Docker builds images incrementally. Every line in a Dockerfile will generate a new image that builds on top of the last one. This can be really handy if something is not right in your build.

Since version 18.09 Docker has added a new backend for building images, buildkit. Unfortunately, buildkit does not let you view the IDs of the intermediate containers it uses under the hood. To work around that, you can opt out of buildkit by running a build with buildkit disabled:

DOCKER_BUILDKIT=0 docker build --pull --rm -t myproject:latest .

You should now see the IDs of the intermediate containers:

Sending build context to Docker daemon  87.84MB
Step 1/16 : FROM node:16.15.1-alpine3.16 AS development
16.15.1-alpine3.16: Pulling from library/node
Digest: sha256:c785e617c8d7015190c0d41af52cc69be8a16e3d9eb7cb21f0bb58bcfca14d6b
Status: Image is up to date for node:16.15.1-alpine3.16
 ---> e548f8c9983f
Step 2/16 : WORKDIR /usr/src/app
 ---> Using cache
 ---> 34e5c9bdb910
Step 3/16 : COPY package*.json ./
 ---> Using cache
 ---> 626e4ae998fc
Step 4/16 : RUN npm install glob rimraf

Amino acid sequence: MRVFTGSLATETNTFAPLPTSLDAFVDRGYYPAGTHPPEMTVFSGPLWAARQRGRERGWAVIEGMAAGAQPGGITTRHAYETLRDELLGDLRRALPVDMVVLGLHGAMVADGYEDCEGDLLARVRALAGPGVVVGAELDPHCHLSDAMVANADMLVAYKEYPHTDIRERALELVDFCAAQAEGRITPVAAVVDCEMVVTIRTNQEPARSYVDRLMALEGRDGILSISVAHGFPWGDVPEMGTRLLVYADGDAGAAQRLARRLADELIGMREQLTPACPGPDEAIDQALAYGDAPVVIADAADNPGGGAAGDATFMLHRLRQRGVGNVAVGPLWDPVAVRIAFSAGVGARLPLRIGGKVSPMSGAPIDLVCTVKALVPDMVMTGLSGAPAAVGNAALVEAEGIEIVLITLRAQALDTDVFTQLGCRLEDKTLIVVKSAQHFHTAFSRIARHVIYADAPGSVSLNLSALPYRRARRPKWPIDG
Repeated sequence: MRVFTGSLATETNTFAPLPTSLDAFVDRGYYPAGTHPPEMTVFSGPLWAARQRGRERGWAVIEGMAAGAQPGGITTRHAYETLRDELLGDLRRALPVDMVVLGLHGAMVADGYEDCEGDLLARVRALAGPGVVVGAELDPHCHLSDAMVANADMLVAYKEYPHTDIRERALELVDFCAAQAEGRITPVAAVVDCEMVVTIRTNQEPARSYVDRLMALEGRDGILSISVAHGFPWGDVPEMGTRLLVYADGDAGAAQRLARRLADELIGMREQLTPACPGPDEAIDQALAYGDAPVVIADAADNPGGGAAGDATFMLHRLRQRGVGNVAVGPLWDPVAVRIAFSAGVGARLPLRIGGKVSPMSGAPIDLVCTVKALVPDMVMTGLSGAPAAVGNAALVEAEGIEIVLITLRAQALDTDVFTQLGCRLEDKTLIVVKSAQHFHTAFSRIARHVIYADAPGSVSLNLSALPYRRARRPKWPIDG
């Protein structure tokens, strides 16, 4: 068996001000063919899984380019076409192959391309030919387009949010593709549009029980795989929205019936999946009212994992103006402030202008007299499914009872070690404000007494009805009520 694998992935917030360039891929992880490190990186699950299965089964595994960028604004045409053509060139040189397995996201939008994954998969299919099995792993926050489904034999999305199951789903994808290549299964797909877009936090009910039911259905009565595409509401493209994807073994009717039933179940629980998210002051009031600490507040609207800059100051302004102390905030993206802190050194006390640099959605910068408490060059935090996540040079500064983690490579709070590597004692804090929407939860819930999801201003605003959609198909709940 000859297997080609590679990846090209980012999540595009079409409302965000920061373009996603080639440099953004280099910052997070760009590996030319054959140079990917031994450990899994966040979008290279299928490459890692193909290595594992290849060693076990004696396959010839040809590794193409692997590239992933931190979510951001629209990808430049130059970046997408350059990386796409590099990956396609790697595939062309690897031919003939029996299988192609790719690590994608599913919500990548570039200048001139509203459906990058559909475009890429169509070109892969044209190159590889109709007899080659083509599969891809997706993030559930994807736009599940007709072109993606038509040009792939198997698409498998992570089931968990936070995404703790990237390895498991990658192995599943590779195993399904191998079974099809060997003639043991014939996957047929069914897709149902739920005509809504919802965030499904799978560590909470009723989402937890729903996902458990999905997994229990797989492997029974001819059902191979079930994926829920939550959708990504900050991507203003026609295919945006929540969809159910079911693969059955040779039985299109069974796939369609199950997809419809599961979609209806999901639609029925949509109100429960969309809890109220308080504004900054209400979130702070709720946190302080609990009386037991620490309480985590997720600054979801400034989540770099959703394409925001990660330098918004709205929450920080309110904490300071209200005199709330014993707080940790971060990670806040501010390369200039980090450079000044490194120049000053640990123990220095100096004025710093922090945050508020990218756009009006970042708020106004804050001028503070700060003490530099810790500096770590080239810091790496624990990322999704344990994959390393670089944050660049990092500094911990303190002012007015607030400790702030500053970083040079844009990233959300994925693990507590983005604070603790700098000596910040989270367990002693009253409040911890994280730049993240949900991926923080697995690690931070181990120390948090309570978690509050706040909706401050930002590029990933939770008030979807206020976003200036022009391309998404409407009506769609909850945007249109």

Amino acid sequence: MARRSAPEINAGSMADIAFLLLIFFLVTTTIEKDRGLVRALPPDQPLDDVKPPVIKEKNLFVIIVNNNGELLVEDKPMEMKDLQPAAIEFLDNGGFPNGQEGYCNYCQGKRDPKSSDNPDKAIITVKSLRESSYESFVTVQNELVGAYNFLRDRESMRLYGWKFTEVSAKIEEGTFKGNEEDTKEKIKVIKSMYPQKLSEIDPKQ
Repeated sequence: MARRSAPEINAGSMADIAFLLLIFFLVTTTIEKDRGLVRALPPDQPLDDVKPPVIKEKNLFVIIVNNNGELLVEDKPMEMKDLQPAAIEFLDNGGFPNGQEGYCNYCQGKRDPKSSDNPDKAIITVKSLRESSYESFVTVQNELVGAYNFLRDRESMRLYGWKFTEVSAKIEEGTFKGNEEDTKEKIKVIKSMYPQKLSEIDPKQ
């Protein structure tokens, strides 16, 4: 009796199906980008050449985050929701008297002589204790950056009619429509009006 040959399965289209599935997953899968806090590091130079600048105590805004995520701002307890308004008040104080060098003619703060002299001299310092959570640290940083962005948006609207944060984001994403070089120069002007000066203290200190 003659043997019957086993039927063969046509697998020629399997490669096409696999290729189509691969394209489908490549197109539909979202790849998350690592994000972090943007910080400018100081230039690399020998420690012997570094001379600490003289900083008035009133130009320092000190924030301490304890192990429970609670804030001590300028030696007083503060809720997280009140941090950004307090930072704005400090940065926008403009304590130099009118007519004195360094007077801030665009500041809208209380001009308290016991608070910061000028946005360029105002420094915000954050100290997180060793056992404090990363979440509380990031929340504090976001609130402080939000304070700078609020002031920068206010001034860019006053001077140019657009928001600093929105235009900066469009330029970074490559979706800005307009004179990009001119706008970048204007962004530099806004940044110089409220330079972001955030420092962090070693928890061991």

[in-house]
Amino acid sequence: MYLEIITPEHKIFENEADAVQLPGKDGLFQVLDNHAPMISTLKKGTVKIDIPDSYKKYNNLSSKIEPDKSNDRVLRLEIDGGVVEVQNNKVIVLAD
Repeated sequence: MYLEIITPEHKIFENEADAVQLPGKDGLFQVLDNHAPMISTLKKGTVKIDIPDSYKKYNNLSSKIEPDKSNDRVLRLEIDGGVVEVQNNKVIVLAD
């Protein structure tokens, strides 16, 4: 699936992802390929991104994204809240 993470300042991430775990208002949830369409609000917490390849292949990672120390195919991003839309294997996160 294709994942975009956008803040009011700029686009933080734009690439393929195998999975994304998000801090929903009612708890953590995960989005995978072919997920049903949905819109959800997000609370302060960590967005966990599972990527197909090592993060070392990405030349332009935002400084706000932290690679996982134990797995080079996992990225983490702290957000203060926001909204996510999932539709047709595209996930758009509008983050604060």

---> Using cache
 ---> 2d036b8354e0
Step 5/16 : RUN npm install
 ---> Using cache
 ---> 948709b4957f      <-- HERE
Step 6/16 : COPY . .

As mentioned, these IDs are valid docker images, so you can just launch them and attach a shell like every other image:

docker run -ti --rm 948709b4957f

If you're not seeing a regular shell, but a Node.js REPL for example, this might be because the ENTRYPOINT of that image was set to the binary of that REPL. To work around that, you can override the entrypoint:

docker run -ti --rm --entrypoint=/bin/sh 948709b4957f

When is this helpful?

If your build fails at a particular step, you can attach a shell to the last working step, inspect the filesystem, and execute the failing command manually.

That's all!

This is post 039 of #100DaysToOffload.

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